A protein interaction map for a better insight in cancer development

With the completion of the genome sequence of a number of organisms, analysis of the gene products, the proteins, is the on-going challenge.


Researchers from the Institut Curie and from the Paris-based biotechnology company Hybrigenics announced today that they have built a protein-protein interaction map of the fruit fly, Drosophila melanogaster. This ‘simple’ model organism allows them to study a ‘reference set’ of proteins that includes most of those known to be involved in human cancer. Since proteins function in networks, the systematic identification of the physical interactions that occur between proteins will help understanding their biological function, and improve our capacity to intervene and, ultimately, to discover novel, more specific therapeutic targets. Their results are published in the March 1st issue of Genome Research.

The completion of the sequencing of the genome from diverse organisms comes with a big surprise: a human being has ‘only’ 25,000 to 30,000 genes. This is roughly 2 times more than a fly (13,600 genes) and much less than rice (50,000 genes).

Could it be that the complexity of a human being comes from the proteins? The number and biological functions of most of these gene-encoded biomolecules are not yet known. What we do know is that a single gene can contain information to build different ‘forms’ of a protein. Furthermore, these related proteins can be part of similar or, conversely, different biological pathways and thus can convey very diverse biological functions. Studying the full protein repertoire at the scale of a whole organism is the current challenge of proteomics.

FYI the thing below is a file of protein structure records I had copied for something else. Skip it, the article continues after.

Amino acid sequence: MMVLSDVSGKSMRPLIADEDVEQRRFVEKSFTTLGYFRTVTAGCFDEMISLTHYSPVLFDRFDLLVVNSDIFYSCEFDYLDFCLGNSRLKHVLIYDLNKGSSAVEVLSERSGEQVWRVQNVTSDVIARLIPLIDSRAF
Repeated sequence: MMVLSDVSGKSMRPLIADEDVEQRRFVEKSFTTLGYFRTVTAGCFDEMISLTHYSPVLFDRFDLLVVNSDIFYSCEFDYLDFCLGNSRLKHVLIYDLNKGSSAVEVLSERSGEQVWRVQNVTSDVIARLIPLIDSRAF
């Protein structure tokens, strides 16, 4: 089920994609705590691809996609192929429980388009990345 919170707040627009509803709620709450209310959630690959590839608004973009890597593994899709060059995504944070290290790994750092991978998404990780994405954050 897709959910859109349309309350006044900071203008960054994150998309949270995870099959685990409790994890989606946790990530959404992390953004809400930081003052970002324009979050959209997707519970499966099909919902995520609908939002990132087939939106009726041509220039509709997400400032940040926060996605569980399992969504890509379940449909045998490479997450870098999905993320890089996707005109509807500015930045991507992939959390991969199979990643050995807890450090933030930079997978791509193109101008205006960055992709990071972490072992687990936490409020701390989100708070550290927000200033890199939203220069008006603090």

Tell me whom you’re interacting with… I shall tell you who you are

The number of interactions between proteins is thought to be huge. Exploration of these complex protein networks requires specific methodologies as well as powerful bioinformatic tools to analyze them.

By putting together their complementary expertise, researchers from the Institut Curie and from Hybrigenics have analyzed protein-protein interactions from the fruit fly. While not exhaustive, this study focuses on a ‘reference set’ of proteins from this ‘simplified’ biological model and includes most of the proteins implicated in human cancer developmen(1).

The study has identified over 2,300 protein interactions. The full dataset and the resulting protein interaction map can be visualized and explored using a dedicated software platform, the PIMRider™(2). By assigning specific functions to cancer-related proteins, this protein-protein interaction map constitutes a first step towards the identification of novel therapeutic targets.

Such synergy between public and private research should speed up the valorisation of scientific knowledge and their translation into novel medical applications. This project received in March 2002 a GenHomme network grant of 2.4 millions euros from the Ministère de l’Industrie. The GenHomme network aims at coordinating the efforts of academic labs and privately owned companies in order to speed up valorisation of human genomics-derived knowledge.

The Hybrigenics-Institut Curie association favours breakthroughs in functional proteomics, an essential step towards a better understanding of important cellular processes.